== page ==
World War II and the Holocaust--Background

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Many historians define the causes of the Second World War, World War II as rooted in the events concluding World War I and particularly in the harsh terms of the Peace of Paris and its centerpiece, the Treaty of Versailles. Although Woodrow Wilson advocated for a fair and just peace, with the League of Nations at its centerpiece, Britain (David Lloyd George) and France (Georges Clemenceau) were determined both to blame and punish Germany, as seen in the "War Guilt Clause," and to impose harsh territorial and financial conditions on their defeated foe. Check your text for specific terms of the Treaty of Versailles.
Georges Clemenceau, the doughty Prime Minister and "Tiger" of France, maintained that his nation more than any other suffered at the hands of Germany during the Great War: "A quarter of French men between the ages of eighteen and thirty...died..., over 1.3 million (MacMillan 28). He demanded not only the restoration of Alsace and Lorraine, indemnity, and reparations, but French security--from Germany. As a young man, Clemenceau witnessed the defeat of the 2nd Empire and the loss of territories that had been French since 1559. Here (left) Clemenceau is flanked by Lloyd George and Wilson.

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Compare the maps--right and below--to see how the political geography of Europe changed from 1914, before the Great War, to after. Germany and Russia are smaller; new nations, the so-called successor states emerged in a pulverized and fragmented Europe. See below.

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The peacemakers transformed Europe geographically, punishing the Central Powers but especially Germany (or Austria-Hungary, depending on your point of view) and, of course, Russia/Soviet Union for its policies during the Bolshevik Revolution. Estonia, Latvia, Lithuania, Poland were created out of former Russian and German lands. Notice how Germany is bifurcated by the Polish Corridor. Poland, which did not exist in 1914, was a new and sizable nation-state, containing ethnic Germans in its western areas and ethnic Russians in its eastern areas.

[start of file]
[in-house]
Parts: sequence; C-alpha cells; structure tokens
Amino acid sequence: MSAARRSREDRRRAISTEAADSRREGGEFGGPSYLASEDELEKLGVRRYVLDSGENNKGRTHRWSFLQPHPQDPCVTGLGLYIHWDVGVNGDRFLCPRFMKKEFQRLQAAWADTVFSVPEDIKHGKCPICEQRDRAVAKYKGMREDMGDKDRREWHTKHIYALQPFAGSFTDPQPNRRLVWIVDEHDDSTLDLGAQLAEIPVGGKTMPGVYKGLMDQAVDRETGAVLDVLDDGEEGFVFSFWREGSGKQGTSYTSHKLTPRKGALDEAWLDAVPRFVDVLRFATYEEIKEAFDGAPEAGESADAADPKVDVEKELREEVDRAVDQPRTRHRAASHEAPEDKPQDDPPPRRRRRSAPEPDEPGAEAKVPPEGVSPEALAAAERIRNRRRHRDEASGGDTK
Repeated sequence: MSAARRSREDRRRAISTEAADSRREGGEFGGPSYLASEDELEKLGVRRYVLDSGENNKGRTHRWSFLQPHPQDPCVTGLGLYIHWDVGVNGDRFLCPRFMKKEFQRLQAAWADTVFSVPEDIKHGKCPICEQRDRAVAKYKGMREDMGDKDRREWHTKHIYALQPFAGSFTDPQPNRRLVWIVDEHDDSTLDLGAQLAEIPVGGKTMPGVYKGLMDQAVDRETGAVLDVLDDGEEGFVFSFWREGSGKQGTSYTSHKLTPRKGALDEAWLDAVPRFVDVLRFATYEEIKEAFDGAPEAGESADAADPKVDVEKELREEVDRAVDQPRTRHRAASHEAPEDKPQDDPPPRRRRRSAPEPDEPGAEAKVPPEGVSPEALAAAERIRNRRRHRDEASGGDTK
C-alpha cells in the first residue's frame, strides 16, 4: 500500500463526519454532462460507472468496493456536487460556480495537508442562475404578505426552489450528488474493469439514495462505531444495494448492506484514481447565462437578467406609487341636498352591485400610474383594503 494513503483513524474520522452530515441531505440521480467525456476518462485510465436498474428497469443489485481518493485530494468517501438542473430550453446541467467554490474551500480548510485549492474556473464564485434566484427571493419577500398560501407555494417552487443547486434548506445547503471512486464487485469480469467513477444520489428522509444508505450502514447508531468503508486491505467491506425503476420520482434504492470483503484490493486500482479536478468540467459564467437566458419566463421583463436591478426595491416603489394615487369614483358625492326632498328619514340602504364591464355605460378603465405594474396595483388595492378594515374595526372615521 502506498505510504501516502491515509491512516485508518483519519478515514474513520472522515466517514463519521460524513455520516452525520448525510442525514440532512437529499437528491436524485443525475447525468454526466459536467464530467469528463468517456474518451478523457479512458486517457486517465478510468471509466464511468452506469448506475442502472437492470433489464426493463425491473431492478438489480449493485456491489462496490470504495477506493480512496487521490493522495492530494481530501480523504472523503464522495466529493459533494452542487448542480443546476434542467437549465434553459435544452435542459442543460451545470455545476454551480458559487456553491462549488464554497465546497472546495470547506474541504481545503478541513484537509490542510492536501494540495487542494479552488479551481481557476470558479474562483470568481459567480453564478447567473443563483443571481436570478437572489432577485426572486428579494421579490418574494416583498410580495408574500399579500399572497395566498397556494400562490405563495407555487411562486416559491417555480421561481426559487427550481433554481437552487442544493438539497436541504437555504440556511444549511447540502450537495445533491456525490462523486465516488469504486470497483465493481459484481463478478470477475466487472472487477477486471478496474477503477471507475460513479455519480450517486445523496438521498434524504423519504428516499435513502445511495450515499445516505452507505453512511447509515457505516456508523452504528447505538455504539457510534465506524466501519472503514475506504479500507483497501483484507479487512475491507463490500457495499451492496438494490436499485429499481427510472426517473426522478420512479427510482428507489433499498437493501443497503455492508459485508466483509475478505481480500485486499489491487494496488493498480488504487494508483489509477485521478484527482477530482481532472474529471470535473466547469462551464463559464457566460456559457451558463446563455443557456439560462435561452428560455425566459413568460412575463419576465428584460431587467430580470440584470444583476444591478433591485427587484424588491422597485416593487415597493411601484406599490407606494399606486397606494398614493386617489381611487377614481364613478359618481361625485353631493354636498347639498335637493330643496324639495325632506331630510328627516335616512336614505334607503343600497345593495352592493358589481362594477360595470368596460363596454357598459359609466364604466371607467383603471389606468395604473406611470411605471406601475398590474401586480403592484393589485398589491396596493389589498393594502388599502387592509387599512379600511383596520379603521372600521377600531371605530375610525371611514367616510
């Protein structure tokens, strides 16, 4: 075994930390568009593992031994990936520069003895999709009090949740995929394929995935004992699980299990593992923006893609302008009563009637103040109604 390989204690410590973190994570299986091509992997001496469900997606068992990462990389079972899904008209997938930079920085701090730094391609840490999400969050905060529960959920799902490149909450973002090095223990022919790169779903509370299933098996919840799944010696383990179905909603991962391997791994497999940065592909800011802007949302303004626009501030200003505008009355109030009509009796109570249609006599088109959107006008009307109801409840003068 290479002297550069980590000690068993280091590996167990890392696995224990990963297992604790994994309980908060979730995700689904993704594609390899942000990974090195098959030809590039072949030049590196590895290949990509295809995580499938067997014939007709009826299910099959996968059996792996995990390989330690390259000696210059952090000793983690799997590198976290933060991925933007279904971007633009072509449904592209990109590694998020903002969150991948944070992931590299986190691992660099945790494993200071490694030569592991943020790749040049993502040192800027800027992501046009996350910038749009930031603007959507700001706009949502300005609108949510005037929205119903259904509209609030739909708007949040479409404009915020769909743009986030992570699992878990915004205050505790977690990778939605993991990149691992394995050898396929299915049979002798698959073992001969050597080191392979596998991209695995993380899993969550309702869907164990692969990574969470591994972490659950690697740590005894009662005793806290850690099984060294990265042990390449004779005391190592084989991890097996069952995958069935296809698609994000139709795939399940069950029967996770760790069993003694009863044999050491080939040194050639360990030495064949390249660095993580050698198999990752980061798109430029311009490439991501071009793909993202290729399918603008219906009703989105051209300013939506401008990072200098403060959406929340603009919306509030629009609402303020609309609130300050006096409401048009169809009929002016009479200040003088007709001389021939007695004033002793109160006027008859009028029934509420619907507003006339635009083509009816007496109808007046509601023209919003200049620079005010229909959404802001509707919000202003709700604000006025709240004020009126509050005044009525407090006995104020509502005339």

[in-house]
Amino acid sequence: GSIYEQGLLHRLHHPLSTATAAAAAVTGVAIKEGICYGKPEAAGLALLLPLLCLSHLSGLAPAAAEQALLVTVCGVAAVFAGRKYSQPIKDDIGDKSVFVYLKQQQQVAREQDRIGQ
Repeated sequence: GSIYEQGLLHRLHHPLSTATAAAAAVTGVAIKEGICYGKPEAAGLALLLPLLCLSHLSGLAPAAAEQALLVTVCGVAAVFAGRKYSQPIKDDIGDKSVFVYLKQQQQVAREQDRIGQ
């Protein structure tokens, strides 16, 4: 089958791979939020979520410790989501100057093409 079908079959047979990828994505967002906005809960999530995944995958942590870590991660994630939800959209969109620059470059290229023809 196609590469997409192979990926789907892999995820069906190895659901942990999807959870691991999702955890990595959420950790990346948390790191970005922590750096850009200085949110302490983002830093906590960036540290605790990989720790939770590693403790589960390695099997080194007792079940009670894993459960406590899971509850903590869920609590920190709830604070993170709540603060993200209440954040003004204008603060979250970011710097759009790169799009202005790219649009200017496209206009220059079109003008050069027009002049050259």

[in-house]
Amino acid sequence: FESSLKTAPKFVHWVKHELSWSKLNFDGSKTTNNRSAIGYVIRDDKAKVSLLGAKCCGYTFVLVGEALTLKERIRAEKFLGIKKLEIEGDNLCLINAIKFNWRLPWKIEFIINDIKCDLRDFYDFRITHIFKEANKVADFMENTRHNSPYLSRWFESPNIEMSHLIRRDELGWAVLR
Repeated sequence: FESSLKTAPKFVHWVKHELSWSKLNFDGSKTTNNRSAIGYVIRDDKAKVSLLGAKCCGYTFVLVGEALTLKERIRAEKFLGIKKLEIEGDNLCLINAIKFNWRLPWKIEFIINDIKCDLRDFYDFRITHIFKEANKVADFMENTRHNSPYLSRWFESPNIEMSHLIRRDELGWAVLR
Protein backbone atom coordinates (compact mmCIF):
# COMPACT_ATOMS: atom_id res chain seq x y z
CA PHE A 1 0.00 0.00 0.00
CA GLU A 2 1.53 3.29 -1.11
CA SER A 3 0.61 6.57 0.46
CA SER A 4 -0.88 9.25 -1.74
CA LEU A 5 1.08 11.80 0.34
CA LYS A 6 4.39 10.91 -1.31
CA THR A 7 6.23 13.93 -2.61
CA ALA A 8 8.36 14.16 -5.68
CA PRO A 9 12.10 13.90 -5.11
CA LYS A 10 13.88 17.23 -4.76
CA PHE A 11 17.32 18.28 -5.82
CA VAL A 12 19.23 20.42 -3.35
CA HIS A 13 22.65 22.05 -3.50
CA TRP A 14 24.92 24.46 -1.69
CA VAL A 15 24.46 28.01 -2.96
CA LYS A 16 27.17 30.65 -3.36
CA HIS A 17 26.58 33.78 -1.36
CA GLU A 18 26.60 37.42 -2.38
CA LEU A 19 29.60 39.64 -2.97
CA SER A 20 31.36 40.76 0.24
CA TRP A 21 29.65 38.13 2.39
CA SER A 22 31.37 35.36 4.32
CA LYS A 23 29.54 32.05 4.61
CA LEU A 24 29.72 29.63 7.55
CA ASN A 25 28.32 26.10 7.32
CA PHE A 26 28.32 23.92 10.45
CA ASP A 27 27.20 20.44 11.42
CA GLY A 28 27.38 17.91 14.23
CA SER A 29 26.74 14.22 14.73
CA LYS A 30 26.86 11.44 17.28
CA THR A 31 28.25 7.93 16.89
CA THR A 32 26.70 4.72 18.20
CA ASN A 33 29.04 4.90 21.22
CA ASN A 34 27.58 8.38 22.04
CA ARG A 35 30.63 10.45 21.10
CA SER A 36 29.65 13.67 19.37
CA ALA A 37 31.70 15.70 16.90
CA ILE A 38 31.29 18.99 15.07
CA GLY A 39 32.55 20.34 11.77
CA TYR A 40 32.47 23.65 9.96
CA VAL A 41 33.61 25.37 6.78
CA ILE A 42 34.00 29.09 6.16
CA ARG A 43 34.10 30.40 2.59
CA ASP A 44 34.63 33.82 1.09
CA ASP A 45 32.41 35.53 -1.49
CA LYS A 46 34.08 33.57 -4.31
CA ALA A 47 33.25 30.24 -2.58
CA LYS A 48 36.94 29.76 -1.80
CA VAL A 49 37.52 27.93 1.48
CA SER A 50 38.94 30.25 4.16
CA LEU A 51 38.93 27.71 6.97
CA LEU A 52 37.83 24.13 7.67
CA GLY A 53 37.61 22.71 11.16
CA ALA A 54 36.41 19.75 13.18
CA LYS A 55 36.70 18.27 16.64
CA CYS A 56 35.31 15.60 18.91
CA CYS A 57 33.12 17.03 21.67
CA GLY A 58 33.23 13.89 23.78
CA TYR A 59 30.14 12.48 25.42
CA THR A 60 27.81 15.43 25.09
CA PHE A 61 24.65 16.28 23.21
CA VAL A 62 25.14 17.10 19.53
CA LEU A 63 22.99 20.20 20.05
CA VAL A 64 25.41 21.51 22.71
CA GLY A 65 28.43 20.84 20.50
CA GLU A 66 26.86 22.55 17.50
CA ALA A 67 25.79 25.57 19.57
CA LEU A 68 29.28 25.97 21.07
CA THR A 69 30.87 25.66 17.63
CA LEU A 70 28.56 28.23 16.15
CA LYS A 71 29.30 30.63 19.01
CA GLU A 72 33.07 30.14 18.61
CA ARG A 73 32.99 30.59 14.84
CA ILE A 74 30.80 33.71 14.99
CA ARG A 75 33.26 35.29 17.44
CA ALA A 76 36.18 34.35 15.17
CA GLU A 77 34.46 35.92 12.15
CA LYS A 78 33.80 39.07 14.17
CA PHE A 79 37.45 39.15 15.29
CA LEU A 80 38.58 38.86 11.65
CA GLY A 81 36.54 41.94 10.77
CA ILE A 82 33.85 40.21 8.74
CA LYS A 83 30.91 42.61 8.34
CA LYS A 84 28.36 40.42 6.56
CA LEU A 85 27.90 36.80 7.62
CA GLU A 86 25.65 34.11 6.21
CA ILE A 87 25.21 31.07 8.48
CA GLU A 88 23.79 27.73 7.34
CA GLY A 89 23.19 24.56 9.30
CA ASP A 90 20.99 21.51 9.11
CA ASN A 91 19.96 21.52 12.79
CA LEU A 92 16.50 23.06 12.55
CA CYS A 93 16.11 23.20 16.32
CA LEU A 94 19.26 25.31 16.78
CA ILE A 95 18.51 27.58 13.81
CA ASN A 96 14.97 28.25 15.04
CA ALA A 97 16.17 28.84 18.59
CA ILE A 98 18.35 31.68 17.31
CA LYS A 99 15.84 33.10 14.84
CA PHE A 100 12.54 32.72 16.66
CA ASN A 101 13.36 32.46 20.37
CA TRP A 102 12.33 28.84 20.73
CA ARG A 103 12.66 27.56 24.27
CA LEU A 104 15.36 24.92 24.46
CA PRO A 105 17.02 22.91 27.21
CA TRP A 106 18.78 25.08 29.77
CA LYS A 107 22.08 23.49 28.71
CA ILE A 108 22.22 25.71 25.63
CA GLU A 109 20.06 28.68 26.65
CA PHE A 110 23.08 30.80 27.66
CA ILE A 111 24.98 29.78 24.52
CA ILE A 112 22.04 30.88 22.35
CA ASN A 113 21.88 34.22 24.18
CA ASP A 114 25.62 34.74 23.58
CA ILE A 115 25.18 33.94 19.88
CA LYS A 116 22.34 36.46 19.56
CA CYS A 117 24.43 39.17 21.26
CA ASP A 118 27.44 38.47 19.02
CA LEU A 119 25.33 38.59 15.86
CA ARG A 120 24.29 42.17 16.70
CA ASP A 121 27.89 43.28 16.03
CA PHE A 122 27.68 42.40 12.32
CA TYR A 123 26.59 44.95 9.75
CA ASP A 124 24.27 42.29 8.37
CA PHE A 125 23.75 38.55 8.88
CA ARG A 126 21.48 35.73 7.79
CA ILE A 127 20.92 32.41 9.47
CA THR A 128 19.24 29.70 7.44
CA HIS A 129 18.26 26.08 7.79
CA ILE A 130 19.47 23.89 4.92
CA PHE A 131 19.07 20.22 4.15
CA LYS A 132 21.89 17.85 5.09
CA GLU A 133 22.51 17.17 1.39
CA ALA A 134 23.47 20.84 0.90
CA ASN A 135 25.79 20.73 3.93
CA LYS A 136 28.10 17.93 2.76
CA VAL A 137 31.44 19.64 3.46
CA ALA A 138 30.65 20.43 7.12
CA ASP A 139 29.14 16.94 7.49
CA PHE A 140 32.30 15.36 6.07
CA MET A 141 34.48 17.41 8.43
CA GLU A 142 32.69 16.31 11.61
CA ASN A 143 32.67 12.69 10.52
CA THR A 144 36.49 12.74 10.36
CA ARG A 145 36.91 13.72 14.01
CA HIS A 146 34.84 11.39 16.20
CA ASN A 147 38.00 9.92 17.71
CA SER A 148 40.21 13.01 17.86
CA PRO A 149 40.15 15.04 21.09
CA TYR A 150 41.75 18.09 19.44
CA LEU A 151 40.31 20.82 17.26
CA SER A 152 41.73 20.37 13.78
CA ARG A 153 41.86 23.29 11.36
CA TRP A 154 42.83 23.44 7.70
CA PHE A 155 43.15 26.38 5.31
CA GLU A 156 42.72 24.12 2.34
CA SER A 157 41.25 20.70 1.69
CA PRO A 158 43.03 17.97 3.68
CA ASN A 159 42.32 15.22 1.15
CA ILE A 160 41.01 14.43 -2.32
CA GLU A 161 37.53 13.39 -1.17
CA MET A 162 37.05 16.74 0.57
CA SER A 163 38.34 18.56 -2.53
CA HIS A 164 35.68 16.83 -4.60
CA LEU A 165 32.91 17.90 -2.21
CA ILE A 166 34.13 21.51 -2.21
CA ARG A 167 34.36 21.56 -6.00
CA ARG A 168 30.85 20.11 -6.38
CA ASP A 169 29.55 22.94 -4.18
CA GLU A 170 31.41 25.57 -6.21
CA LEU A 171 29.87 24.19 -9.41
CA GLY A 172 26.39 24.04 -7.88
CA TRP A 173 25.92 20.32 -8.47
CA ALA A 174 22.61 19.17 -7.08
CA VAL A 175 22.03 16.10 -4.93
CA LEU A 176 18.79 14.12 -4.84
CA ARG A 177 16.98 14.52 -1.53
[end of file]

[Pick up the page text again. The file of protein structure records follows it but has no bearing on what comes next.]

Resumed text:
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The hated "diktat" of Versailles snatched lands that, from the German perspective,
were historically German, though perhaps not from the French, Danish, Polish, Czech perspectives.

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Germans loathed the Treaty of Versailles and viewed its signing as a day of dishonor. The signs in the graphic read, "Day of Versailles" and "Day of Dishonor." Germans blamed their government (Weimar Republic) for agreeing to its humiliating terms. In addition, Germany experienced hard times in the 1920's with the exorbitant reparations payments and the collapse of the German monetary system. The Great Inflation, which destroyed the value of the Deutschmark and wiped out personal savings accounts, was devastating. Germans went to the market with wheelbarrows full of paper money to put their purchases in their pockets. Germans blamed the Weimar Government and looked to extremist solutions--Nazis on the "right" and communists on the "left."

Make Germany Pay, pt 1< >
Another illustrated discussion of the Treaty of Versailles
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For more on the rise of Hitler and Nazism, visit

Hitler and the National Socialist German Workers' Party (NSDAP/Nazis) took advantage of the political and economic chaos and gained 3000 members towards the end of 1920. During the financial crisis and Great Inflation, Hitler and his party felt strong enough to attempt a coup d'état (putsch) in 1923, which, however, failed. Veterans (who bought into the "stab in the back" story) flocked to Munich, Bavaria, to support Hitler, Ludendorf, Goering, and the others. The graphic (right) illustrates Hitler's growing popularity in the crisis years of the 1920s. The early 20s for Germany definitely did not "roar"!

Photo credit: USHMM Photo Archives

See left for the kind of propaganda that spread in Weimar Germany and the Austrian Republic in the crisis years year of the early 1920s. Notice the negative stereotype of the Jewish villain.

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The failed putsch landed Hitler in jail where he dictated the first volume of his seminal work, Mein Kampf (My Battle,) to Rudolf Hess. In this work, Hitler produced a "manic tract...[that]...conjured the fantastic web connecting 'international Jewry' and the 'Bolshevik conspiracy'... Kennedy 410). Hitler returned again and again to his theme of the twin evils facing European civilization: Jews and Communists, often conflating the two. The first edition of Mein Kampf was published in 1925. A scant 18 months after his incarceration, a general amnesty freed Hitler to resume his efforts to expand the Nazi Party.